“What Have We Learned, If Anything?”

Wer sich ausführlich mit Geschichte beschäftigt, stellt sich diese Frage zwangsläufig, wenn er die aktuellen weltpolitischen Ereignisse verfolgt. Kluge Antworten darauf sind selten, weshalb Tony Judts Essay in der New York Review of Books 7/08 besondere Beachtung verdient. Seiner Meinung nach hat vor allem Amerika die relevanten Lehren aus dem 20. Jahrhundert nicht gezogen:

With the exception of the generation of men who fought in World War II, the United States thus has no modern memory of combat or loss remotely comparable to that of the armed forces of other countries. But it is civilian casualties that leave the most enduring mark on national memory and here the contrast is piquant indeed. In World War II alone the British suffered 67,000 civilian dead. In continental Europe, France lost 270,000 civilians. Yugoslavia recorded over half a million civilian deaths, Germany 1.8 million, Poland 5.5 million, and the Soviet Union an estimated 11.4 million. These aggregate figures include some 5.8 million Jewish dead. Further afield, in China, the death count exceeded 16 million. American civilian losses (excluding the merchant navy) in both world wars amounted to less than 2,000 dead.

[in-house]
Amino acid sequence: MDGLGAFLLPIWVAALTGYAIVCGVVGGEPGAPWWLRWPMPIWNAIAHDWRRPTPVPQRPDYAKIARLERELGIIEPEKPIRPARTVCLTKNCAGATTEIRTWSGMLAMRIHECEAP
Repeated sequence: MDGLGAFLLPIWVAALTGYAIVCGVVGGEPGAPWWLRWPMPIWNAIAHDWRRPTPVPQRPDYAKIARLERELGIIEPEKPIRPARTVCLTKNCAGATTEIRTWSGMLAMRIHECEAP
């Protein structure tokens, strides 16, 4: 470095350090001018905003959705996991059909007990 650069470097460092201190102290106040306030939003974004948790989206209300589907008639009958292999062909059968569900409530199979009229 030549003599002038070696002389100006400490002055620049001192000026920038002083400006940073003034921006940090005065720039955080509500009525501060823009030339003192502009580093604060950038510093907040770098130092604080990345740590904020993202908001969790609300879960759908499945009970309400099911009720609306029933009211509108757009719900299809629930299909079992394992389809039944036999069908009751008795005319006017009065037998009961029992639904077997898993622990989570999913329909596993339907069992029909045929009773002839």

As a consequence, the United States today is the only advanced democracy where public figures glorify and exalt the military, a sentiment familiar in Europe before 1945 but quite unknown today. Politicians in the US surround themselves with the symbols and trappings of armed prowess; even in 2008 American commentators excoriate allies that hesitate to engage in armed conflict. I believe it is this contrasting recollection of war and its impact, rather than any structural difference between the US and otherwise comparable countries, which accounts for their dissimilar responses to international challenges today. Indeed, the complacent neoconservative claim that war and conflict are things Americans understand—in contrast to naive Europeans with their pacifistic fantasies —seems to me exactly wrong: it is Europeans (along with Asians and Africans) who understand war all too well. Most Americans have been fortunate enough to live in blissful ignorance of its true significance.

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